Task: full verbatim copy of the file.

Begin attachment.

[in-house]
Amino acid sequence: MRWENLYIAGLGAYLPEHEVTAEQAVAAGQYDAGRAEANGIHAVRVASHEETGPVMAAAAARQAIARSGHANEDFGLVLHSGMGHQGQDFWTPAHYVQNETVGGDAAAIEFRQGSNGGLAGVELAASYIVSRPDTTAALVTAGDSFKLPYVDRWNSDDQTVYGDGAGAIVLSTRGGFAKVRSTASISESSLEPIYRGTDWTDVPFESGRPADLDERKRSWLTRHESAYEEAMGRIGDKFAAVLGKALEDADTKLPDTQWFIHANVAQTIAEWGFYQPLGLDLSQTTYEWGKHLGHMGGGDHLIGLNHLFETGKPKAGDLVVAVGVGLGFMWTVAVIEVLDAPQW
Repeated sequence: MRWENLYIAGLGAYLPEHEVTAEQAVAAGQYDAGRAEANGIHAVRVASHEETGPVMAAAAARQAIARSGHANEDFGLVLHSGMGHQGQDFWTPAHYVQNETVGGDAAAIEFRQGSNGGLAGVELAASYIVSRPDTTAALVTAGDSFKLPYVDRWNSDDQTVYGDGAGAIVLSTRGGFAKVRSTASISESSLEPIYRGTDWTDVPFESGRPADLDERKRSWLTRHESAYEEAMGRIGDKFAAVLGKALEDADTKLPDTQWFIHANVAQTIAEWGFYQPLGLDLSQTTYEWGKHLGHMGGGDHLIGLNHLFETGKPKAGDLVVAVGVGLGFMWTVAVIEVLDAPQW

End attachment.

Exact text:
[in-house]
Amino acid sequence: MRWENLYIAGLGAYLPEHEVTAEQAVAAGQYDAGRAEANGIHAVRVASHEETGPVMAAAAARQAIARSGHANEDFGLVLHSGMGHQGQDFWTPAHYVQNETVGGDAAAIEFRQGSNGGLAGVELAASYIVSRPDTTAALVTAGDSFKLPYVDRWNSDDQTVYGDGAGAIVLSTRGGFAKVRSTASISESSLEPIYRGTDWTDVPFESGRPADLDERKRSWLTRHESAYEEAMGRIGDKFAAVLGKALEDADTKLPDTQWFIHANVAQTIAEWGFYQPLGLDLSQTTYEWGKHLGHMGGGDHLIGLNHLFETGKPKAGDLVVAVGVGLGFMWTVAVIEVLDAPQW
Repeated sequence: MRWENLYIAGLGAYLPEHEVTAEQAVAAGQYDAGRAEANGIHAVRVASHEETGPVMAAAAARQAIARSGHANEDFGLVLHSGMGHQGQDFWTPAHYVQNETVGGDAAAIEFRQGSNGGLAGVELAASYIVSRPDTTAALVTAGDSFKLPYVDRWNSDDQTVYGDGAGAIVLSTRGGFAKVRSTASISESSLEPIYRGTDWTDVPFESGRPADLDERKRSWLTRHESAYEEAMGRIGDKFAAVLGKALEDADTKLPDTQWFIHANVAQTIAEWGFYQPLGLDLSQTTYEWGKHLGHMGGGDHLIGLNHLFETGKPKAGDLVVAVGVGLGFMWTVAVIEVLDAPQW